- Engine: one-cylinder four-stroke engine, air-cooled
- Displacement: 1595cm³
- Power: 1.47 kW(2hp)
- Speed: 40km/h
As part of the wheel/rail research programme, an experimental train was developed by the Deutsche Bundesbahn together with partners from the railway industry from 1982 onwards. The result was a train with two power cars and three coaches. It was delivered as class 410/810 on 31 July 1985 and was initially named ICE (Inter-City-Experimental).
With this train, the German railway explored the technical and economic limits of the wheel-rail system and thus created the conditions for high-speed traffic. An important contribution was the aerodynamic tests, the results of which defined the streamlined profile of today's ICE.
The ICE-V also carried out all the test runs required for the approval of the new routes between Hanover - Würzburg, Mannheim - Stuttgart and Hanover - Berlin. On 1 June 1998, the ICE-V was taken out of service after 13 years of experimental operation and 500 000 km of running performance.
- Drive: 4 three-phase induction motors per powerhead
- Power: 4x1050 kW per powerhead
- Total power: 8400kW (ca. 11,400 hp)
- Maximum speed: 350km/h
- Train weight: 296t
- Train length: 113m
On loan from: DB Museum, Nürnberg
Kässbohrer Setra S11
Kässbohrer Fahrzeugwerke GmbH, Ulm, 1959
This coach with panoramic windows was manufactured by the Kässbohrer company, which in 1951 was the first commercial bus and coach builder to develop a self-supporting (Setra=selbst tragend) body.
The post-war years in bus construction were characterised by a spirit of optimism and experimentation. In the concept of a self-supporting body, there is no longer a separate chassis frame with superstructures, but rather the integral construction assumes supporting functions. This lightweight design quickly became established in bus construction, partly because it made bus coach manufacturers like Kässbohrer, Auwärter or Deutz less dependent on chasses supplied by large manufacturers, such as Daimler.
The roof glazing for the "panoramic view" was typical for coaches of the 1950s, but caused the interior to heat up. Coach travel was a comparatively inexpensive and popular form of motor travel during the German "economic miracle", especially since most Germans did not yet own a car.
- Engine: Six-cylinder diesel
- Displacement: 6126cm³
- Power: 92kW (125hp)
The Horse-drawn Carriage "Hannibal" of the Linz-Budweis Railway
Nachbau, Maschinen- und Wagenbau Fabris A.G., Simmering, 1920
The "Hannibal" carriage, which could seat up to 11 people, travelled on the first continental horse-drawn railway from Linz to Budweis. It began passenger service in 1832.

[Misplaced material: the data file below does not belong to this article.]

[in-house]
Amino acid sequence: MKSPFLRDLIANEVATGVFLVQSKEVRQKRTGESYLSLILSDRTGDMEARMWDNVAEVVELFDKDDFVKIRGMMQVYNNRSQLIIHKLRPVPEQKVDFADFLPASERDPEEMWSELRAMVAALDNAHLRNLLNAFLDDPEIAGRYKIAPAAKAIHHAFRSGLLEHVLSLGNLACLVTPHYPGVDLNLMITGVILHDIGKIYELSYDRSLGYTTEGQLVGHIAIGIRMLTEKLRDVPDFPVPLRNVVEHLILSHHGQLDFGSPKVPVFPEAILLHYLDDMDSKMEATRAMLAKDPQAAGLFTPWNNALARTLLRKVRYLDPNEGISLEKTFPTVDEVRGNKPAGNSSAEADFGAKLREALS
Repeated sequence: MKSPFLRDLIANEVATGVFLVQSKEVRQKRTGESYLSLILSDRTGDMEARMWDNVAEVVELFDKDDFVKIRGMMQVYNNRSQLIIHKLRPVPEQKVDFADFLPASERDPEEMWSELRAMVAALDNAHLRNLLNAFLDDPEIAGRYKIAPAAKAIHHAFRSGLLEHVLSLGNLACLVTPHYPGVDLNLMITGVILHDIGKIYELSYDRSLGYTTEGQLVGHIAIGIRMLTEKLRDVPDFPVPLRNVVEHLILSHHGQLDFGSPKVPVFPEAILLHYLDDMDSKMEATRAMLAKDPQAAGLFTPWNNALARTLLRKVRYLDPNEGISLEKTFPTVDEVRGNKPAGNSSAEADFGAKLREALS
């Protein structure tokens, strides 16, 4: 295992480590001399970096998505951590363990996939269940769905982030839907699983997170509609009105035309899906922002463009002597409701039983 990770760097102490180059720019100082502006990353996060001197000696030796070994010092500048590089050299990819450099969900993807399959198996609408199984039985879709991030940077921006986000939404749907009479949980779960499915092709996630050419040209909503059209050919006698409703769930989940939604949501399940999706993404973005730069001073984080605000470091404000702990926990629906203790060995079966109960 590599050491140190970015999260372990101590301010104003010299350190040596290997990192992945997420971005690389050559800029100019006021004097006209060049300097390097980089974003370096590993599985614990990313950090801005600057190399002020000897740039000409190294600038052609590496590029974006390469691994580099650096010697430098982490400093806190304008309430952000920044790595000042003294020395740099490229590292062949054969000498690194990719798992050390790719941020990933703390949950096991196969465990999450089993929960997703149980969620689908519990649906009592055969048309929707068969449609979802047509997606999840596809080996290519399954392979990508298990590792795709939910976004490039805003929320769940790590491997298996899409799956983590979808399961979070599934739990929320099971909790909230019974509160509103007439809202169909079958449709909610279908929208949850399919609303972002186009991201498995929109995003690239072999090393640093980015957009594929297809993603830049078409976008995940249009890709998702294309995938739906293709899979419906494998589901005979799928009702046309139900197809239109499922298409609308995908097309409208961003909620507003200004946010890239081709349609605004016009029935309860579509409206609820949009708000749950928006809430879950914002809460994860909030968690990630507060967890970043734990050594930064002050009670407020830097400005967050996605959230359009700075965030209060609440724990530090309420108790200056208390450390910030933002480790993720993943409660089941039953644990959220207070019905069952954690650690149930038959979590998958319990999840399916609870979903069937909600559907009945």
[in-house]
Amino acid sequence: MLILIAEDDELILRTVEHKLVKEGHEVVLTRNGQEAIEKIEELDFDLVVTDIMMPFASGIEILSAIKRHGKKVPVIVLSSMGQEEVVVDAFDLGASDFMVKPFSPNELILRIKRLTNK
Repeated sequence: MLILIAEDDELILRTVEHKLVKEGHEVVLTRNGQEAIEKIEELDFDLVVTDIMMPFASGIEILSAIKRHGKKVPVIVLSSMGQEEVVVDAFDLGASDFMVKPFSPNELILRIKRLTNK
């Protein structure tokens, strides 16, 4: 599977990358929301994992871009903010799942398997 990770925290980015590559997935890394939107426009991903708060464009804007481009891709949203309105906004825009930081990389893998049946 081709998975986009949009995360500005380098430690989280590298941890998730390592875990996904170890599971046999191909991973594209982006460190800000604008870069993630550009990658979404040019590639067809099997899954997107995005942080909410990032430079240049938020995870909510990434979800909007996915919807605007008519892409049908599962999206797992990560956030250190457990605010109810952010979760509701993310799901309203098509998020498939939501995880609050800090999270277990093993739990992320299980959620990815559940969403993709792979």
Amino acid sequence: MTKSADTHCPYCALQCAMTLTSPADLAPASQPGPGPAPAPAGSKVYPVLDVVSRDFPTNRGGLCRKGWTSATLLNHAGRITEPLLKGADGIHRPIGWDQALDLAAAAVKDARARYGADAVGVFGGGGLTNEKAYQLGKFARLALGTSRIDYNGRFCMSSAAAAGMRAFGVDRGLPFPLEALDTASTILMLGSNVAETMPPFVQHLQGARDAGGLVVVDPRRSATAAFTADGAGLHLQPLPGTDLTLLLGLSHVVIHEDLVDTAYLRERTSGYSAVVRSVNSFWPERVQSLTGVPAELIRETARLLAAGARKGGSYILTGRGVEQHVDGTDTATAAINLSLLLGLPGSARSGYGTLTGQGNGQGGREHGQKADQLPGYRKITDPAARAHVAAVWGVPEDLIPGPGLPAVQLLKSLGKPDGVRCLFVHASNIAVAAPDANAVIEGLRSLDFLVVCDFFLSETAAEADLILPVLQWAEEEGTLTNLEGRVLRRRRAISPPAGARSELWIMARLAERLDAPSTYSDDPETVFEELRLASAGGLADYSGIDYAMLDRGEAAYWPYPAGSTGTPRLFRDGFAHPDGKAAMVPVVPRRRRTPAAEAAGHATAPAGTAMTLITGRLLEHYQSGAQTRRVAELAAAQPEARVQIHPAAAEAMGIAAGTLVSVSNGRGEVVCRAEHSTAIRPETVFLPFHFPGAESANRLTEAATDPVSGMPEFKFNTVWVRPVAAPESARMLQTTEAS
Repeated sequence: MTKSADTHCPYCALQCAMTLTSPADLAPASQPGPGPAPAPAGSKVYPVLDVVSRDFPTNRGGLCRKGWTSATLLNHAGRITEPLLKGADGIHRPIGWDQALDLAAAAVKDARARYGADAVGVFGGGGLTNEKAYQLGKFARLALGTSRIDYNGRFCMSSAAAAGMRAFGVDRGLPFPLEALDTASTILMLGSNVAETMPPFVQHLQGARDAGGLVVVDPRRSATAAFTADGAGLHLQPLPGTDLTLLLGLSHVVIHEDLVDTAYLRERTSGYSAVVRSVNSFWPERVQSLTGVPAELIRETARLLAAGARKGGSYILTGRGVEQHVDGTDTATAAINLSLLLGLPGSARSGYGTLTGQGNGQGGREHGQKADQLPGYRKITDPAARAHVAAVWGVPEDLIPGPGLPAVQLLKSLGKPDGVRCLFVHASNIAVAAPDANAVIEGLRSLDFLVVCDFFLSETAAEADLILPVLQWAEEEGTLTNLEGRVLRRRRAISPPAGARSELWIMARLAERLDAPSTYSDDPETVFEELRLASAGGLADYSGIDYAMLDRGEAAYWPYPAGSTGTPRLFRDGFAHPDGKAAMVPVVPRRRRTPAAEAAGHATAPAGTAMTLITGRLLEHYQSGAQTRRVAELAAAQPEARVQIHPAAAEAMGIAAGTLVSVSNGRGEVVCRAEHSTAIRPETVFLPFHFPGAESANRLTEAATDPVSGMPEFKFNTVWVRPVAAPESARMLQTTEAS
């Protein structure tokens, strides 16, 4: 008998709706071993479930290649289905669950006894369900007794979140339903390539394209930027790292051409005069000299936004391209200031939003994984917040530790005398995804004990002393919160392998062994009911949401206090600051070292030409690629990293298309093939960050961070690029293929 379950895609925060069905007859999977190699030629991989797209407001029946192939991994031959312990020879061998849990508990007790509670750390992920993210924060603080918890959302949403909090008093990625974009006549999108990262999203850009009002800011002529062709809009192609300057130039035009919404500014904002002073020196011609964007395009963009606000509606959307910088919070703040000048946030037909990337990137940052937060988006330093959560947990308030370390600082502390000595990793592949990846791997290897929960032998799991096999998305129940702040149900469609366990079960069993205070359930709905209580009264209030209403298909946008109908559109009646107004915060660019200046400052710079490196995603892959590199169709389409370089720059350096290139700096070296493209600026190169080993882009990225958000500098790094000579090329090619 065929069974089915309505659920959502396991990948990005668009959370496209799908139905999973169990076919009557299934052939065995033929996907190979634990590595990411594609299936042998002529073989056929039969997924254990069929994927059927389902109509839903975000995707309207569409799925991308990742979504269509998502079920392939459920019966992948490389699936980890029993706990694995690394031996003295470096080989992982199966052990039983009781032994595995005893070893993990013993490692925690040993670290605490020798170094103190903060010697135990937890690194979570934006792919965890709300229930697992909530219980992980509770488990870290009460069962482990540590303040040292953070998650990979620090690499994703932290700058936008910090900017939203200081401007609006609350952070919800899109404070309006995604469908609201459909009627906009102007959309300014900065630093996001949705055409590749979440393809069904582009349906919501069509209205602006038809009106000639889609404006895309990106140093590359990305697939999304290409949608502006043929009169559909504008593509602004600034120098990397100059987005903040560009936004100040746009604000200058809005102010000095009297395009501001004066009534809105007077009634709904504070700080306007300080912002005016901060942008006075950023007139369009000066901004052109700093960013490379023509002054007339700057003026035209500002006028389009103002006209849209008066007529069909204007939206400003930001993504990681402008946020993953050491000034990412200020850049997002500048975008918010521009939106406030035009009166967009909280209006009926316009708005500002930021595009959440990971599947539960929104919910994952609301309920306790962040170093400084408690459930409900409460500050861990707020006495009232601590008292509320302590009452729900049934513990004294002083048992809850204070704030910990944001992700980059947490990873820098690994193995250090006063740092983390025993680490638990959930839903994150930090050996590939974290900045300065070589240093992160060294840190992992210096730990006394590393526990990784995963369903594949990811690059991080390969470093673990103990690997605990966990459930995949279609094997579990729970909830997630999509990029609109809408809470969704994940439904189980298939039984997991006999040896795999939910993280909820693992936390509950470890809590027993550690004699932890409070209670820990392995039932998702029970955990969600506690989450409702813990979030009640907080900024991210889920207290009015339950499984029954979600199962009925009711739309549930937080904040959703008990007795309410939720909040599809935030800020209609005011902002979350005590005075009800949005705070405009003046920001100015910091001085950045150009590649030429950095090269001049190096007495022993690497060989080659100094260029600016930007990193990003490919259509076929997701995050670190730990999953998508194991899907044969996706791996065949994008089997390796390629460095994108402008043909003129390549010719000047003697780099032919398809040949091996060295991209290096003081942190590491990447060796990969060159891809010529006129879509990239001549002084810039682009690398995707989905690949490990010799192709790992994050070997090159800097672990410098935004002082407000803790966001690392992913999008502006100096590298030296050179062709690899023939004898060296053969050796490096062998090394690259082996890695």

Horse-drawn railway carriages were the technical-historical link between the road coach and the railway compartment carriage. The "Hannibal" carriage had self-steering axles for travel on very narrow track radii. For this purpose, the wheelsets mounted on pivot plates were connected diagonally to steering rods. The coach body, on the other hand, was similar to that of large mail wagons. Coach boxes on both sides enabled bi-directional operation. The original "Hannibal" was built in 1841 by the Erste Eisenbahn Gesellschaft in Urfahr.
Horse-drawn carriage did not make travel faster, but it was much more comfortable and safer than travel by road, as the railway tracks were less bumpy. As a 2nd class vehicle, the "Hannibal" carriage already offered a high level of comfort and a new travel experience, which soon made the railway a popular means of travel.
Maico Mobil 175
Maico-Werke, Pfäffingen-Tübingen, 1953.
The "Maico Mobil" was a typical travel scooter, which the manufacturer marketed as a "two-wheeled car", combining the driving comfort of a car with the mobility of a motorbike.
In 1951, the small Swabian manufacturer presented a scooter whose concept was quite different from that of the Vespa or the Lambretta. The more powerful vehicle was to offer the rider comfort, riding safety, speed and weather protection. It had luggage compartments to the left and right of the rear wheel, luggage racks, a windshield and two seats. The covered body was based on a molded light-alloy tubular frame. The four-speed change gearbox was operated by foot.
Although expert groups gave the Maico Mobil a good rating, the relatively heavy vehicle could only achieve belowaverage sales. As a travel vehicle, however, it was very popular.
- Engine: single-cylinder two-stroke engine
- Displacement: 174cm³
- Power: 6.6kW (9hp) at 5300 rpm
- Top speed: approx. 85km/h
Donation: Oskar Wilde
Steam-propelled Cogwheel Car No. 10 of the Pilatusbahn
With cable cars and rack railways, tourists and day trippers ascended to the solitude of the mountains at the end of the 19th century. Switzerland's Mount Rigi was the first mountain to receive a mountain railway in 1875. Following its success, the next challenge was to build a mountain railway capable of scaling the precipitous and legendary Mount Pilatus. The steep incline of the preferred route presented a particular technical challenge.